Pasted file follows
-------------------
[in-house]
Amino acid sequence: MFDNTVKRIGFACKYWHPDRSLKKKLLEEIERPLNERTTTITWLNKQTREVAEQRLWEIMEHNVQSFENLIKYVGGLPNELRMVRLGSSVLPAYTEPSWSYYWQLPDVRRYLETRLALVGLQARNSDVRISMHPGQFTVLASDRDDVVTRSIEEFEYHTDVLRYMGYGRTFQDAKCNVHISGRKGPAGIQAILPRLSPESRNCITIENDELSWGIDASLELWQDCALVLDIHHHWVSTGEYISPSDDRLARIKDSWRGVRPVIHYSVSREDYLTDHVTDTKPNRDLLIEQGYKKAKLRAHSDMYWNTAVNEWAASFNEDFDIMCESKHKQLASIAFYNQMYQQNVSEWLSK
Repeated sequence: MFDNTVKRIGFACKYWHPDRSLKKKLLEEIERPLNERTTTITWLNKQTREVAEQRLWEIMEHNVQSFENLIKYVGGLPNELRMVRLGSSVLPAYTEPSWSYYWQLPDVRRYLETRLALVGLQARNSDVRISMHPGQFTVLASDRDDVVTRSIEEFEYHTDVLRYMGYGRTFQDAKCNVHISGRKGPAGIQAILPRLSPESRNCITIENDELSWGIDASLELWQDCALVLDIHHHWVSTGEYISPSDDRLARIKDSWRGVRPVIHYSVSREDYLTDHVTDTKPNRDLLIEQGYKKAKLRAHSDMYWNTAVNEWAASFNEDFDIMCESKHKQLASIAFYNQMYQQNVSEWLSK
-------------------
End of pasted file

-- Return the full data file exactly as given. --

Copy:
[in-house]
Amino acid sequence: MFDNTVKRIGFACKYWHPDRSLKKKLLEEIERPLNERTTTITWLNKQTREVAEQRLWEIMEHNVQSFENLIKYVGGLPNELRMVRLGSSVLPAYTEPSWSYYWQLPDVRRYLETRLALVGLQARNSDVRISMHPGQFTVLASDRDDVVTRSIEEFEYHTDVLRYMGYGRTFQDAKCNVHISGRKGPAGIQAILPRLSPESRNCITIENDELSWGIDASLELWQDCALVLDIHHHWVSTGEYISPSDDRLARIKDSWRGVRPVIHYSVSREDYLTDHVTDTKPNRDLLIEQGYKKAKLRAHSDMYWNTAVNEWAASFNEDFDIMCESKHKQLASIAFYNQMYQQNVSEWLSK
Repeated sequence: MFDNTVKRIGFACKYWHPDRSLKKKLLEEIERPLNERTTTITWLNKQTREVAEQRLWEIMEHNVQSFENLIKYVGGLPNELRMVRLGSSVLPAYTEPSWSYYWQLPDVRRYLETRLALVGLQARNSDVRISMHPGQFTVLASDRDDVVTRSIEEFEYHTDVLRYMGYGRTFQDAKCNVHISGRKGPAGIQAILPRLSPESRNCITIENDELSWGIDASLELWQDCALVLDIHHHWVSTGEYISPSDDRLARIKDSWRGVRPVIHYSVSREDYLTDHVTDTKPNRDLLIEQGYKKAKLRAHSDMYWNTAVNEWAASFNEDFDIMCESKHKQLASIAFYNQMYQQNVSEWLSK